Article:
Tampa's secret music history: Was 'The Twist' created here?
Loyal Soundcheck readers might recall that a few months ago, the city of Largo tried (and failed) to set the Guinness World Record for most people doing the dance move known as The Twist in one place. That's the attempt, above. Click here to read about it.
Over the weekend, we learned the record attempt was appropriate -- because The Twist might just have roots in Tampa Bay.
None other than Tampa musician Ronny Elliott argues that it did, in a song titled (naturally) The Twist Came From Tampa. He says Hank Ballard, who wrote the song, and his band the Midnighters were performing it long before Chubby Checker. John Capouya makes the case for The Twist's origins in Tampa in this fascinating story about Tampa Bay's musical history. An excerpt:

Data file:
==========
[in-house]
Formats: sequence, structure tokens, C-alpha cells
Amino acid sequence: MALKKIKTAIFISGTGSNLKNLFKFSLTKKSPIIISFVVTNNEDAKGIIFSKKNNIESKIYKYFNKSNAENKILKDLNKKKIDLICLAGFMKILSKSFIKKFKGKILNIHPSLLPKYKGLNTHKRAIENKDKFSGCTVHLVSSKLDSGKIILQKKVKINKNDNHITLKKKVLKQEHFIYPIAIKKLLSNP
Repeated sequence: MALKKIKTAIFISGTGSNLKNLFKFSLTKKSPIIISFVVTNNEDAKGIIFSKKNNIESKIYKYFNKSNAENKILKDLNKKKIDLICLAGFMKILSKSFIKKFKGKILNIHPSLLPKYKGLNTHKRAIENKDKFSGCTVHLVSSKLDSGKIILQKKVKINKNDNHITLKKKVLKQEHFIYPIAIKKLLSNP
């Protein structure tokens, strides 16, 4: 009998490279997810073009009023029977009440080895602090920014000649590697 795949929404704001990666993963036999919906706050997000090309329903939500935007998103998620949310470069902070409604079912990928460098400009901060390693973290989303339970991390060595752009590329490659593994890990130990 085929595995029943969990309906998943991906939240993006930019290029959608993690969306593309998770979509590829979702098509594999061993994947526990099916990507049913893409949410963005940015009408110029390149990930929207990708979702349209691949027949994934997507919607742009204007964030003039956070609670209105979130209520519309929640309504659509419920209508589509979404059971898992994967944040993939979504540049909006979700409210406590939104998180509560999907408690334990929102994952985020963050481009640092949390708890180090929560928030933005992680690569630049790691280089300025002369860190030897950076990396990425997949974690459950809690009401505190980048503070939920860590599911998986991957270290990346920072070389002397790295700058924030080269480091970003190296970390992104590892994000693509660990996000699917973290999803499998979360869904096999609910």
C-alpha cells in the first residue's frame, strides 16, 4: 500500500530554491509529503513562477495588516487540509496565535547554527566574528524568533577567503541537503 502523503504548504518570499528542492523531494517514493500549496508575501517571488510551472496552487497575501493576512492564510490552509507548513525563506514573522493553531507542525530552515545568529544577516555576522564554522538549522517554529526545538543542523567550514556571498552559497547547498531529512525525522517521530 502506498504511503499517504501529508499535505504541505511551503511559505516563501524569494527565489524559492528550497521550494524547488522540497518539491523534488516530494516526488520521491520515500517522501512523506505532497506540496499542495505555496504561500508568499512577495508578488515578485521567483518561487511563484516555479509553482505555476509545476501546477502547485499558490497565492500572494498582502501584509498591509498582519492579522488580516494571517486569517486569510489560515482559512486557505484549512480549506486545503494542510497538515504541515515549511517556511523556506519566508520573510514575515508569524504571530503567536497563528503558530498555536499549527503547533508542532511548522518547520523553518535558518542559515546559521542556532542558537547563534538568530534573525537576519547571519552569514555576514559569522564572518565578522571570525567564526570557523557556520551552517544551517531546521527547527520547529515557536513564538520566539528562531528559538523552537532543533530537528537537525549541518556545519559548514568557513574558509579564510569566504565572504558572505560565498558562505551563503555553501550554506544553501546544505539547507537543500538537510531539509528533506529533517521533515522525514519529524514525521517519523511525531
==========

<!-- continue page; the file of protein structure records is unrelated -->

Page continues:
In the late 1950s the Midnighters might have been playing the Cotton Club, the Apollo Ballroom, the Little Savoy or any of the other venues along Central Avenue, then the Harlem of Tampa. The liner notes to the compilation album 1960: Still Rockin' tell the same story: Ballard wrote the song "after seeing kids do the pelvis-swiveling maneuver in Tampa, Florida.'' Some say Ballard saw those twisters — it's usually girls — out on the street, stepping out of his hotel. Maybe it was the Jackson House on Zack Street where Cab Calloway, Ella Fitzgerald and so many other black musicians and Negro League baseball players stayed, when white hotels were off-limits.
If you love good stories about Tampa's musical history, you gotta read this one. Check it out.
Photo: Brian Blanco, tbt*.